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thing, Tusc. lib. ii. This is the language of the heathen philosophers, who well understood wherein their notions of virtue and vice consisted, and though perhaps by the different temper, education, fashion, maxims, or interests of different sorts of men, it fell out that what was thought praiseworthy in one place escaped not censure in another; and so in different
authority the learned Mr. Lowde places in his old English dictionary, I dare
it nowhere tells him (if I should appeal to it) that the same action is not in credit called and counted a virtue in one place, which being in disrepute, passes for and under the name of vice in another. The taking notice that men bestow the names of virtue and vice according to this rule of reputation is all I have done, or can be laid to my charge to have done, towards the making vice virtue, and virtue vice. But the good man does well, and as becomes his calling, to be watchful in such points, and to take the alarm even at expressions which, standing alone by themselves, might sound ill, and be suspected.
It is to this zeal, allowable in his function, that I forgive his citing, as he does, these words of mine in § 11. of this chapter : “ The exhortations of inspired teachers have not feared to appeal to common repute: Whatsoever things are lovely, whatsoever things are of good report, if there be any virtue, if there be any praise,' &c. Phil. iv. 8,” without taking notice of those immediately preceding, which introduce them, and run thus: “ Whereby in the corruption of manners, the true boundaries of the law of nature, which ought to be the rule of virtue and vice, were pretty well preserved; so that even the exhortations of inspired teachers, &c. by which words, and the rest of that section, it is plain that I brought that passage of St. Paul, not to prove that the general measure of what men call virtue and vice, throughout the world, was the reputation and fashion of each particular society within itself; but to show, that though it were so, yet, for reasons I there give, men, in that way of denominating their actions, did not for the most part much vary from the law of nature: which is that standing and unalterable rule by which they ought to judge of the moral rectitude and pravity of their actions, and accordingly denominate them virtues or vices. Had Mr. Lowde considered this, he would have found it little to his purpose to have quoted that passage in a sense I used it not; and would, I imagine, have spared the explication he subjoins to it, as not very necessary. But I hope this second edition will give him satisfaction in the point, and that this matter is now so expressed as to show him there was no cause of scruple.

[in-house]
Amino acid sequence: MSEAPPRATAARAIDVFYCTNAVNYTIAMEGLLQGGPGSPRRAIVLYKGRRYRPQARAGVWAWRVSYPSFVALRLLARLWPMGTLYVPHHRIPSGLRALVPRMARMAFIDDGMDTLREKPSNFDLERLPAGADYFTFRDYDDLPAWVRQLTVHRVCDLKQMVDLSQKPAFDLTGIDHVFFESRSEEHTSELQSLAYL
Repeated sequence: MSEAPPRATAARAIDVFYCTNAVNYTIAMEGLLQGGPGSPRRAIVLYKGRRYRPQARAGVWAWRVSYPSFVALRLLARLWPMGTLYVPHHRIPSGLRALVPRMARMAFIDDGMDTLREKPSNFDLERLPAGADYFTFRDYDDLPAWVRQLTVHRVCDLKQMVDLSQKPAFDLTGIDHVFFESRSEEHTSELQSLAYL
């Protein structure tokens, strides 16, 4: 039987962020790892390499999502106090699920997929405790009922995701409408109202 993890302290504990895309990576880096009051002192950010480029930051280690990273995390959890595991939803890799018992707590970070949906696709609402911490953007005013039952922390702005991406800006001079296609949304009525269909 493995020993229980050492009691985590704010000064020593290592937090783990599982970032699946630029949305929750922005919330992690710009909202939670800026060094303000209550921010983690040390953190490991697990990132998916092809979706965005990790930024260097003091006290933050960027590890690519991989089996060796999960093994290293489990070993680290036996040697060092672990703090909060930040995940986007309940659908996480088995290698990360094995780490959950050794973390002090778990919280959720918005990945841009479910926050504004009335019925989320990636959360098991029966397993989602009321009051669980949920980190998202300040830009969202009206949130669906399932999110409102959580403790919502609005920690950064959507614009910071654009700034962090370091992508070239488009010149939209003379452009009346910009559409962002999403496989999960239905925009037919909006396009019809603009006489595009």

Though I am forced to differ from him in those apprehensions he has expressed in the latter end of his preface, concerning what I had said about virtue and vice; yet we are better agreed than he thinks,
societies, virtues and vices were changed; yet, as to the main, they for the most part kept the same every where. For since nothing can be more natural than to encourage with esteem and reputation that wherein every one finds his advantage, and to blame and discountenance the contrary, it is no wonder that esteem and discredit, virtue and vice, should in a great measure every where correspond with the unchangeable rule of right and wrong, which the law of God hath established: there being nothing that so directly and visibly secures and advances the general good of mankind in this world as obedience to the laws he has set them; and nothing that breeds such mischiefs and confusion as the neglect of them. And therefore men, without renouncing all sense and reason, and their own interest, which they are so constantly true to, could not generally mistake in placing their commendation and blame on that side that really deserved it not. Nay, even those men whose practice was otherwise failed not to give their approbation right; few being depraved to that degree as not to condemn, at least in others, the faults they themselves were guilty of: whereby, even in the corruption of manners, the true boundaries of the law of nature, which ought to be the rule of virtue and vice, were pretty well preferred. So that even the exhortations of inspired teachers have not feared to appeal to common repute: * Whatsoever is lovely, whatsoever is of good report, if there be any virtue, if there be any praise,” &c. Phil. iv. 8. Its enforce